April 19 2007

Tales in Title IX

Allison Kasic

This morning USA Today has an important article on the massive Title IX cuts at James Madison University that we've been covering since September.
 
One of the ten teams cut at JMU was men's track.  This weekend's track meet will be the last of the season for the women's team and the last ever for the men's team.  It's no surprise that the biggest supporters of the men's team have been the women's team -- they train together, compete together, and support each other.  Our rally for Title IX reform outside of the Department of Education in November had strong support from female athletes at JMU. One of the speakers at the rally was Jennifer Chapman, a senior on JMU's track and cross country teams.  Chapman has been one of the leading voices for Title IX reform throughout this ordeal:

"'Times change, and you adapt to those changes. And if more women are going to college than men, and males want to participate in sports, why would we say no? That doesn't make sense.'

"She says her epiphany came Sept. 29 as the men's and women's cross country teams boarded a bus for the ride home from a race in Pennsylvania. An athletics administrator read a prepared statement: Ten teams-- including men's cross country but not women's-- would be gone by summer.

"'The guys' team started crying,' Chapman says. 'Then the girls cried, too. Girls might cry after a race if they don't do well or they're in pain. But we had never seen a boy cry. It hit us really hard.

"'And I thought: "We have to do something. There's no reason guys should feel like this."'"

So, what does someone like Donna Lopiano, CEO of the Women's Sports Foundation, think of Chapman and the rest of the gang that are fighting back against the JMU cuts?  "They've been brainwashed."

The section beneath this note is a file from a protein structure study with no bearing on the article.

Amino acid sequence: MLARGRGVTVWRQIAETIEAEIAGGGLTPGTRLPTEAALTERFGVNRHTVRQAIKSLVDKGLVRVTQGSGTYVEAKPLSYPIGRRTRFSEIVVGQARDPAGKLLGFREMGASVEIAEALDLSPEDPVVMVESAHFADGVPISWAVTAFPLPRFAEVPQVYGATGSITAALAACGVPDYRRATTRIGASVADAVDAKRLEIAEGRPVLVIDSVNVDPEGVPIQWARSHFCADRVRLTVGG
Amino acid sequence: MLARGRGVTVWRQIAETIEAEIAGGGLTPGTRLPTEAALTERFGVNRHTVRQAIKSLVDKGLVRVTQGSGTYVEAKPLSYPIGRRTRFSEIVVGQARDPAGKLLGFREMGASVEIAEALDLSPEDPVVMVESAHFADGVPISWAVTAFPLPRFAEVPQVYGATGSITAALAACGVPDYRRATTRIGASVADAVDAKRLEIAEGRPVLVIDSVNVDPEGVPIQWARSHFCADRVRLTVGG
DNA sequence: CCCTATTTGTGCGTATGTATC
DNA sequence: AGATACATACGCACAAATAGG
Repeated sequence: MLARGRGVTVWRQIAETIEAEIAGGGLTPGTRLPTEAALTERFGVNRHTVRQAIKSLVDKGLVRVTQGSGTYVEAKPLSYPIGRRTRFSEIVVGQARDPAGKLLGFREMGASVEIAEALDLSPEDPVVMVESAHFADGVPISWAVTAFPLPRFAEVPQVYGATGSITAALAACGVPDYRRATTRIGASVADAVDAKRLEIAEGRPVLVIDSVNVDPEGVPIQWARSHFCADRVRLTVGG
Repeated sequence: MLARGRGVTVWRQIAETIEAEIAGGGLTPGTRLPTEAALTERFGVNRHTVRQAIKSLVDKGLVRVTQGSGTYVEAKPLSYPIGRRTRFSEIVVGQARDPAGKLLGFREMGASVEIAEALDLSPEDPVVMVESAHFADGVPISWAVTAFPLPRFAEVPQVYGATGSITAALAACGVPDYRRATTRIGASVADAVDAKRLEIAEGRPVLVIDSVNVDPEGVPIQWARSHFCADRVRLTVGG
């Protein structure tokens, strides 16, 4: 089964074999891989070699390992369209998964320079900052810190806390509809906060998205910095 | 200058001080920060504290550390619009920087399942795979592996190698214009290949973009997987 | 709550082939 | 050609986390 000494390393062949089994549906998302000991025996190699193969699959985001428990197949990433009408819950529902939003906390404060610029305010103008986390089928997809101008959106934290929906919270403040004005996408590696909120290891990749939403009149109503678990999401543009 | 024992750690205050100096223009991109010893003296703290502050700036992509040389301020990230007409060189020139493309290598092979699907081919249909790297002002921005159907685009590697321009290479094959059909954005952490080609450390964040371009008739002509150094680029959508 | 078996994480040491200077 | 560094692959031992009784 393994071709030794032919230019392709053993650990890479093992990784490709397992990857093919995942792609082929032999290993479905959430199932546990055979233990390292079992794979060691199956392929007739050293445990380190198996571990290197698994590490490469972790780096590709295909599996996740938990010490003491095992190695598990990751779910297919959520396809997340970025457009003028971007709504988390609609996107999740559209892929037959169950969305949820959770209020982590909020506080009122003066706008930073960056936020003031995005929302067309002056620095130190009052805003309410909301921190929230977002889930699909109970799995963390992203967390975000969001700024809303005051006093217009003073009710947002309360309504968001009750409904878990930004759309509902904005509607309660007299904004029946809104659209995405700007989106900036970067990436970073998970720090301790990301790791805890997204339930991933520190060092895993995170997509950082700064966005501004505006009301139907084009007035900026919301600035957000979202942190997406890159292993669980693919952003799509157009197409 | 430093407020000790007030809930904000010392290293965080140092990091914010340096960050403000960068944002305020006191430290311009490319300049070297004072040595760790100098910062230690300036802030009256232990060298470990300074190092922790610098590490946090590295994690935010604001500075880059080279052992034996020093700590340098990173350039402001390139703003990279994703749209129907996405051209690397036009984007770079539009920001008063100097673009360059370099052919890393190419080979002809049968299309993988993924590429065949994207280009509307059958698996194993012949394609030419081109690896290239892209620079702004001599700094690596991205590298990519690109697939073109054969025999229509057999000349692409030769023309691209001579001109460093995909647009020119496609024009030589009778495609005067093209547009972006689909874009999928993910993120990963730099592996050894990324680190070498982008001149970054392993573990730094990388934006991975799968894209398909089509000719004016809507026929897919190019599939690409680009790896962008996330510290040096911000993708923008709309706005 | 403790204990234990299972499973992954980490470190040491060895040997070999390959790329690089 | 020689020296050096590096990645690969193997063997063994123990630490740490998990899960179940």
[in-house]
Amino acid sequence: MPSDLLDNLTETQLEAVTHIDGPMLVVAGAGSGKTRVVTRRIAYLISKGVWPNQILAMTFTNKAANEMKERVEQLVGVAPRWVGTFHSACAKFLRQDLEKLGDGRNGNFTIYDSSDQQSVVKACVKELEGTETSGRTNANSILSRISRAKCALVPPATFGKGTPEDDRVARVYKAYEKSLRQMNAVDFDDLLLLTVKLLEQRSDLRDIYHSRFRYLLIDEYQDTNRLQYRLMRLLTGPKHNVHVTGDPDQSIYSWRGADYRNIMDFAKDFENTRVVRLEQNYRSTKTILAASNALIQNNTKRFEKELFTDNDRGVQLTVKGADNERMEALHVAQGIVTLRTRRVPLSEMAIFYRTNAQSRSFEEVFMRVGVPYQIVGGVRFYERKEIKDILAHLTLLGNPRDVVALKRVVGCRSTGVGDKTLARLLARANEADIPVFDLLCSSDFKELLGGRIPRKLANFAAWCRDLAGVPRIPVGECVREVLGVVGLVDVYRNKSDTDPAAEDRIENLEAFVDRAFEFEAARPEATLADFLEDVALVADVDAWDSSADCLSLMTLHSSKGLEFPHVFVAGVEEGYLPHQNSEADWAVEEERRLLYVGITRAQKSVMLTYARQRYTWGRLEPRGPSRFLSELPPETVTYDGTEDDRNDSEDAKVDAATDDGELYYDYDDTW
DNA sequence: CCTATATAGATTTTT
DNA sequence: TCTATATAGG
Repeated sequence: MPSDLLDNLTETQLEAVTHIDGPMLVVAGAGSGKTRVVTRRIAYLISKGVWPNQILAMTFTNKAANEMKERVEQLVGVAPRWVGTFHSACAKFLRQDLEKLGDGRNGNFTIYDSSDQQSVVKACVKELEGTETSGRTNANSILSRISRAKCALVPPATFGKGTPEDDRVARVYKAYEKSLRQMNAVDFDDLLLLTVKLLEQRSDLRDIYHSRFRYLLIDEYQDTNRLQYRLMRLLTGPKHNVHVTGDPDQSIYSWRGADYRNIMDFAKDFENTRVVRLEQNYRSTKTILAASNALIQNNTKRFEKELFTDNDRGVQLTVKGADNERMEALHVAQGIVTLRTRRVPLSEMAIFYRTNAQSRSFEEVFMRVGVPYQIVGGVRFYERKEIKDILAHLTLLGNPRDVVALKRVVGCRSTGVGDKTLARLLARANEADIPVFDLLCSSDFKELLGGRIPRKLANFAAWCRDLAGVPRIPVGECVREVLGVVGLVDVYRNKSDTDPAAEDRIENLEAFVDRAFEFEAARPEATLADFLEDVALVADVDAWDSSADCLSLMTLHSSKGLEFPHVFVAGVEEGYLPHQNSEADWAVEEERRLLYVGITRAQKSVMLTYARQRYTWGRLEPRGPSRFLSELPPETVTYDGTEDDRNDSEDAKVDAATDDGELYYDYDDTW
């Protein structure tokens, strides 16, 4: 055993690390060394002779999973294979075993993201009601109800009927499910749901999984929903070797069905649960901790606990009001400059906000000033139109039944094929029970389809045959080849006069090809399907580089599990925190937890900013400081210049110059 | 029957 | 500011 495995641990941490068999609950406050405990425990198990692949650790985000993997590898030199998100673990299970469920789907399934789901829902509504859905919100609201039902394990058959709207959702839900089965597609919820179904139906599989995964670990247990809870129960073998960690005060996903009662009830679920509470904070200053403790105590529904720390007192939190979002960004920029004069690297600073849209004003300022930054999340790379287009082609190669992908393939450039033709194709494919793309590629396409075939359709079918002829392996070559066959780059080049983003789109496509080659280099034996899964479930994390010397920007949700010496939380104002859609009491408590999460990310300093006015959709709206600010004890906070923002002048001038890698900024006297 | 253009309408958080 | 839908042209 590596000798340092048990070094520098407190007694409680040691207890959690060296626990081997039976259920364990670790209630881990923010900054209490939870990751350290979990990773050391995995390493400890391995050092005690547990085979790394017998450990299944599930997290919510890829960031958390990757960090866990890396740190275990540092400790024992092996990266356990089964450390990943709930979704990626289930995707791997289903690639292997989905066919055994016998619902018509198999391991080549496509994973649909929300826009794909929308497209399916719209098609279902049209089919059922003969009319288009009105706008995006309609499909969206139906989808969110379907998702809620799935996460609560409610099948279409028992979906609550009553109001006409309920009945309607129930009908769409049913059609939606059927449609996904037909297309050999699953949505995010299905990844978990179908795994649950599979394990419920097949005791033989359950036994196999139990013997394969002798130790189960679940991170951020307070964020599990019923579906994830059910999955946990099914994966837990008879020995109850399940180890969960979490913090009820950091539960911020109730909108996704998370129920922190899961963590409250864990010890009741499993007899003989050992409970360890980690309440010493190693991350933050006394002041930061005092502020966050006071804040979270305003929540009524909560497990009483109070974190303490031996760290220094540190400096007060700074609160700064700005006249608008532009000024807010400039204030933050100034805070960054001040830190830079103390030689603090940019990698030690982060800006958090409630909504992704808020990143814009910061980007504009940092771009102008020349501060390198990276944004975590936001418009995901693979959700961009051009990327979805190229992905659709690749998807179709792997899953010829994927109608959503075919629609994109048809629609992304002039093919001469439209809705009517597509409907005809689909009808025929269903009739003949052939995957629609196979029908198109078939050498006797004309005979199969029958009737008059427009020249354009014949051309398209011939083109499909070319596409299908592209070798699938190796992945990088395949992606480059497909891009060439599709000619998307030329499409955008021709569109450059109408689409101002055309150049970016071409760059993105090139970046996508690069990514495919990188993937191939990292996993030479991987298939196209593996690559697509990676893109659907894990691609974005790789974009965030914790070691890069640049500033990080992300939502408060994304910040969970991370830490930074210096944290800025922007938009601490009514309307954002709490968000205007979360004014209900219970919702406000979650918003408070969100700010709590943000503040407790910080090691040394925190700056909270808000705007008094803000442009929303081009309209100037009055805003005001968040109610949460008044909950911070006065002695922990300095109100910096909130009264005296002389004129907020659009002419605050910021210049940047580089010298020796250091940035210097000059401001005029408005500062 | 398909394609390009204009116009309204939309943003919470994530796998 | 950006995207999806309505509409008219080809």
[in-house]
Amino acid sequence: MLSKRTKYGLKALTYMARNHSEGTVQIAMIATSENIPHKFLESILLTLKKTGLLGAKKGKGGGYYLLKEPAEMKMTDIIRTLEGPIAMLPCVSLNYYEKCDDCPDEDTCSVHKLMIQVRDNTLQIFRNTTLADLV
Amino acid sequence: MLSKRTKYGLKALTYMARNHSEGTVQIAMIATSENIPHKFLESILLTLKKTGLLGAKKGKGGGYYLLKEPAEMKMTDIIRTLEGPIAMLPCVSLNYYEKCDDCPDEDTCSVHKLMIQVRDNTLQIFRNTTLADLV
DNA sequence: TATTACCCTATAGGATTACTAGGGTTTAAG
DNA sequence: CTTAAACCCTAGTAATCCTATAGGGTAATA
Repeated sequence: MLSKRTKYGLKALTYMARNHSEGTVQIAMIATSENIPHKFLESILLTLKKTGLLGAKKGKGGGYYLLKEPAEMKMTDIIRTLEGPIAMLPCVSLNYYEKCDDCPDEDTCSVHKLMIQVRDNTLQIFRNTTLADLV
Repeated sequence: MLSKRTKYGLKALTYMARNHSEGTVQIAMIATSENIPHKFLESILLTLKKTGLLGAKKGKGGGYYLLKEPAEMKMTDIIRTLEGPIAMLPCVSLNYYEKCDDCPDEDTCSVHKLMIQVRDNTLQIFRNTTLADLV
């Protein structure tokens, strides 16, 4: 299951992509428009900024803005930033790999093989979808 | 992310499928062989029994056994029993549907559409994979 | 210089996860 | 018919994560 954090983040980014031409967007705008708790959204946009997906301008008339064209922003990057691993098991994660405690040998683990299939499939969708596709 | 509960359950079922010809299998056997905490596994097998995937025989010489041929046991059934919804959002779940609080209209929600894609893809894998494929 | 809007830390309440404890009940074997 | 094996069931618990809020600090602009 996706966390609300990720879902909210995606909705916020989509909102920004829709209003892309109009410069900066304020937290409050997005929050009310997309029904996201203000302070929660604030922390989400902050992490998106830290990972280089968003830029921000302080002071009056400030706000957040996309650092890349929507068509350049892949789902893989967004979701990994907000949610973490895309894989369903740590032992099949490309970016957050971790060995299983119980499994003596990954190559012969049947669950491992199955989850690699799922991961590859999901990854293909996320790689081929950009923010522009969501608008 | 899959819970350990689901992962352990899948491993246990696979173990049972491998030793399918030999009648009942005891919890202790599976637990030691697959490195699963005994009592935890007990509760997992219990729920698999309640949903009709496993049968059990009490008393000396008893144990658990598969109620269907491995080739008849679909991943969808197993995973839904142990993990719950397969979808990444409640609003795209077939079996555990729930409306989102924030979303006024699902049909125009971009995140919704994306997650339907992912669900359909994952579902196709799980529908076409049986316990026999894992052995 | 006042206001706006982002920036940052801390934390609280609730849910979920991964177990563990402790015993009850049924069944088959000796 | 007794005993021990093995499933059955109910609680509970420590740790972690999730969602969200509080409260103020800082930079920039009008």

How dare someone disagree with Lopiano!  Surely she can't think for herself.  She must be brainwashed!  All the athletes must be brainwashed!
 
What a sexist notion -- that all women must think the same on this issue, or any issue.  For a group that claims to represent women in sports, it simply doesn't make sense that Donna Lopiano and the gang at WSF don't understand why female athletes would be vocal supporters of common sense reform in Title IX enforcement that would restore the original spirit of the law and be fair to both sexes.  Instead WSF is content to continue to use Title IX as a weapon against male athletes in the name of "gender equity."
 
But Lopiano isn't just content to call a group of smart and talented students brainwashed, she feels the need to spread disinformation throughout the entire article (take your pick of her many quotes), my favorite of which is this:
 
"The primary motivation" [for the cuts at JMU], she says, "had to be that they wanted to shift money into football and men's basketball."

So many things wrong with that statement.  1) The ten cut teams represent $550,000 in a budget of over 21 million.  Small potatoes.  JMU easily could have raised that money (or made cuts elsewhere) and saved the teams, thus saving themselves a ton of negative attention from national media outlets.  They could have done that if there weren't other pressures on the school to cut the teams, primarily Title IX's proportionality requirement.  Even if JMU had raised the money and kept those teams, they still would have been in violation of Title IX -- so money, in this case, was not a deciding factor. 2) The $550,000 will be reinvested into scholarships in the remaining women's sports.  None will go to football or men's basketball.  Lopiano's response?  "I'll believe it when I see it."

I guess some people just like conspiracy theories.  Check out the article here.

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